The last blog (Will Cisco’s Insieme Networks Acquisition Rain on VMware’s NSX Party? – Part 1) spoke about how Cisco’s network hardware market dominance is being threatened by a number of factors with the most prominent ones being SDN and VMware’s network virtualization solution called NSX. Let’s take a look at Cisco’s answer to these threats.


Today’s  frenzy is about Cisco’s acquisition of its own spin-in startup Insieme Networks , which is billed as the company's answer to the combined market threats of commodity hardware, SDN-enabled legacy hardware and network virtualization from VMware in the form of NSX.


Insieme – SDN solution or SDN killer?

The Insieme answer named Application Centric Infrastructure (ACI) and Application Policy Infrastructure Controller (APIC) is hardware based and application-centric, unlike VMware NSX that is software-centric, providing Cisco’s counter-argument to the NSX software-first approach. Cisco seems to be betting big that the Insieme technology not only marginalizes the irritant of SDN, but can keep NSX in check as well.


Interestingly the Nexus 9000 switch includes both custom silicon ASICs and commodity silicon. Open standards-ish support for limited SDN capabilities are provided like the separated data and control plane, OpenFlow, or even Cisco’s own onePK. That should help maintain the loyalty of admins who love Cisco and want SDN.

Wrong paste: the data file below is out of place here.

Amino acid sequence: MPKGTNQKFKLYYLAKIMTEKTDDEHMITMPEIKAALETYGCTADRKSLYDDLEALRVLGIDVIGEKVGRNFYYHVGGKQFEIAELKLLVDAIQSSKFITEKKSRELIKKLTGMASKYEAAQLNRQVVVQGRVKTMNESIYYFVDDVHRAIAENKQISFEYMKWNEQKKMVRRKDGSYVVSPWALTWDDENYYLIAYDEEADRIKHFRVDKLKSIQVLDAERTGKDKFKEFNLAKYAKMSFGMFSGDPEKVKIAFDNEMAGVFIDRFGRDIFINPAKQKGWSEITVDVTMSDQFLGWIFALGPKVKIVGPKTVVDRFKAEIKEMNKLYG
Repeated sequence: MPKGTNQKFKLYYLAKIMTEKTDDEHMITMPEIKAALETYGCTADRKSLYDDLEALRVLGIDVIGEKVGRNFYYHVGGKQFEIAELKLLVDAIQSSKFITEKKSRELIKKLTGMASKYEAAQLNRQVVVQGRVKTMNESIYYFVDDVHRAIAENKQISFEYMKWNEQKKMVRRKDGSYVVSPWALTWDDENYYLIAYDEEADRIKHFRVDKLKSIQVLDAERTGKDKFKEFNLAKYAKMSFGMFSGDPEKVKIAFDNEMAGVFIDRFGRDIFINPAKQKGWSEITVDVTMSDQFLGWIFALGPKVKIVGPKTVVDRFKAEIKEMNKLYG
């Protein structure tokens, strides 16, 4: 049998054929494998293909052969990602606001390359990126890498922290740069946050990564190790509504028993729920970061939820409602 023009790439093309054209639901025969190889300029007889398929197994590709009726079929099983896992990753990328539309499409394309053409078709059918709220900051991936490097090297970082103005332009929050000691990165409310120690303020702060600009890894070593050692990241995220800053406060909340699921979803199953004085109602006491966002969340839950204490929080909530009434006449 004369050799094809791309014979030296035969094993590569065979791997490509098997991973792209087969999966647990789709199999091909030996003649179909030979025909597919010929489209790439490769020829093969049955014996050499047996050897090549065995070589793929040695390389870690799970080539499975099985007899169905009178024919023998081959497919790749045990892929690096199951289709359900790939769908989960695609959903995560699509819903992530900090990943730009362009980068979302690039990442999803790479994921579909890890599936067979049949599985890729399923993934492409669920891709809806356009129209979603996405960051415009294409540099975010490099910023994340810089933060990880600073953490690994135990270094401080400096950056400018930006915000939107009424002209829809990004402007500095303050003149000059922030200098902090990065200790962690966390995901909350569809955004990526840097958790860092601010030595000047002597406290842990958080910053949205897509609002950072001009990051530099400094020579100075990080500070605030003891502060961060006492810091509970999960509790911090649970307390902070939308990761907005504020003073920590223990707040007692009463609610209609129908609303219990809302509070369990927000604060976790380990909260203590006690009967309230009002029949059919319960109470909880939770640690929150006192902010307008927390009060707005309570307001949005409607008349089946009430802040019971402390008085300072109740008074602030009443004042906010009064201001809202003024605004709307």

Cisco’s ultimate answer to SDN is called ACI with APIC. With custom silicon, the switch performs better and provides more features at the cost of incompatibility with open standards SDN. The advantage here could still be with Cisco. Cisco’s history of performance, scalability and its application-centric nature, where the network is made aware of the application demands rather than application behaving according to the network, may resonate with customers more than networks that are quick to set up and reconfigure.

Get Your Popcorn Ready

Networks exist to deliver application services and every network admin strives to provide the best performance at the lowest cost. With Cisco promoting ACI as a solution for application-aware networks, users may still see more value with ACI than with NSX. Cisco has also painted software-centric approaches like NSX as not scalable, providing limited multi-hypervisor support and an integrated security challenge. It is yet to be seen what troubleshooting and monitoring looks like on NSX.

It’s most likely that Cisco will continue down the middle path like it has done with the Nexus 9000, supporting both SDN and custom silicon but recommending users stick with single-vendor hardware if they’re concerned about scalability, performance and features that commodity SDN or NSX cannot provide. So, while ACI may not kill SDN or NSX, it may dampen VMware’s vision of market share conversion without ACI clouding the NSX landscape.